Be wary of the ingredients in the horse feed industry. Select feed and quantities of food based on your understanding of nutrition. Don’t be sold to. Educate yourself so you cannot be taken advantage of.
One of the biggest culprits of deception is in the world of supplements and pharmaceuticals. Quality is key. It is always best to try, or at least consider, natural remedies and preventative care over chemical compounds from big pharmaceutical companies. Worming is a particularly controversial issue because let’s face it companies and (and some) veterinarians want to sell wormer products; it’s big business. I believe that many doctors overprescribe worming medication. Vets used to take a more holistic approach and really visit with the horse. This kind of care has too often gone by the wayside, much the same as physicians have done in western medicine for humans. I remember when Dr. Konradi used to visit my Oma at her house (way back when).
Let’s take care of the basics first. Keep the paddock and stall clean and ensure it is free of manure. Make sure there is fresh air circulation. Outside, you usually want to have a bare minimum of an acre for every horse. If your horse is getting overrun with worms too frequently or badly it could be his nutrition or you may need to get more diligent picking up manure. If he has a healthy immune system he will be able to ward off worms better. It is the same with our health. If we eat a lot of processed foods with little nutrition it will start to affect our health and immune system function. That makes us more susceptible to catching a cold or other illness. For your horse, over-worming with drugs can deplete the immune system of natural defenses. Good times to worm are early in the spring, after the last frost and in the fall after the first frost. If you’re concerned about worms or the health of your horse’s digestive tract, have some feces examined.
Human and horse digestive systems are similar in a way. We both need to keep a healthy balance of the right bacteria in our bowels. This is particularly important for parasite control in horses. A horse may not be consuming too many sodas or desserts like we do, but too many carrots or other fruits and veggies with high sugar content can be just as bad for him as those donuts are for you. We need to minimize the sugars we take in. While your body needs greens and fiber for health and wellness, so does your horse; although he gets his with grass, leaves and twigs. It is good practice to give your horse a cycle of probiotics after a worming to help rebalance the natural flora in the digestive tract. I have found that probiotics really should be kept refrigerated, even if the packaging doesn’t direct you to do so. Our bodies want to be in an alkaline state; that’s around a pH of 7.4. Food choices and stress can make the body more acidic, which in turn leads to disease. The same is true for horses. Bottom line, do your best to fuel your horse with quality nutrition and supplements, and keep the harsh synthetic drugs and fancy packaged food products to a minimum.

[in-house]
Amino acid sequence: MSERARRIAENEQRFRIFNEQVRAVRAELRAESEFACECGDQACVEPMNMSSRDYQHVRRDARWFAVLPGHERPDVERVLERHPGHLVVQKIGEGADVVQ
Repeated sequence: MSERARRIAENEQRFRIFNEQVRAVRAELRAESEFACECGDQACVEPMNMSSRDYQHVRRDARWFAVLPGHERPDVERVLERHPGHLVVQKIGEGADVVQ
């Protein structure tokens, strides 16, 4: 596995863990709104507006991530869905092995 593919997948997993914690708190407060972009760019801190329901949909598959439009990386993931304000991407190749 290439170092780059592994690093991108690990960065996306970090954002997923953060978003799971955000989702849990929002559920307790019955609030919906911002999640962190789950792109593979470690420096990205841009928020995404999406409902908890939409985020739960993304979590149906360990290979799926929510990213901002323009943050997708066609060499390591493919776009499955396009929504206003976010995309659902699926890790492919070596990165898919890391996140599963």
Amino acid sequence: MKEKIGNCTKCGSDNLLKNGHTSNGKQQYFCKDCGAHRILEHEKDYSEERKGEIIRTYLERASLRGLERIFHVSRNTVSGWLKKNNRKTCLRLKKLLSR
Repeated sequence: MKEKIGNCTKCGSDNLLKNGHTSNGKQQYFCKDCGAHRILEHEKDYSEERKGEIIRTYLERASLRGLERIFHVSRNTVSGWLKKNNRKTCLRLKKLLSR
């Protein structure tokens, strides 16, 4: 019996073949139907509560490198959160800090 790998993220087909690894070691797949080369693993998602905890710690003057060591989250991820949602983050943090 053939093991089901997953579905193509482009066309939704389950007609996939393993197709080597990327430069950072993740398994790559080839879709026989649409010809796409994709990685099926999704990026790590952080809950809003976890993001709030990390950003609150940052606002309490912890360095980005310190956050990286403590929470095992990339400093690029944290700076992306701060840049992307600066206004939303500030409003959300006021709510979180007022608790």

“Care, and not fine stables, makes a good horse.” — Danish Proverb
By Carole Herder
There is nothing better for your horse’s hooves than a good diet, plenty of movement and regular trims but on occasion something may still go wrong. Here are some possibilities for natural remedies:
- Apple cider vinegar mixed with water (50/50 ratio) is a mild solution that can be used as a daily treatment for fungus infections or used as a weekly soak for preventative care. I like to mix the solution in a spray bottle and spray the soles of the hoofs and inside my Cavallos whenever I put them on.
- Raw Manuka honey or calendula cream on cotton balls can be used for frog infections.
- Homeopathy treatments such as St. John’s Wort for nerve damage from puncture wounds, Arnica for bruising, Calcium Sulphide for abscesses or infected wounds and of course Silica which helps with just about everything from thrush to tendonitis to scar tissue. And for you too.
- Essential oils such as thyme and tea tree are also great for thrush, abscesses and white line disease. In fact pure Tea Tree Oil was the only thing that helped my horse with thrush. I tried almost every other innocuous treatment I could find. Be careful though some are not strong enough. I found a very powerful brand in a health food store – Tea Tree Oil straight from Australia.
- And for an amazing overall tonic, what about some seaweed? Aka ‘kelp’, this herb contains 46 minerals and is a great source of iodine. Much better than those chemically manufactured salt and mineral blocks – full of glue and binders.
And don’t forget, resolving hoof ailments takes proper management (and possibly some professional advice), not just a magic cream. You may have to get poultices, administer daily bandages, change the environment and/or diet temporarily or even permanently. There may be an occasional but unfortunately there is rarely such thing as a quick fix.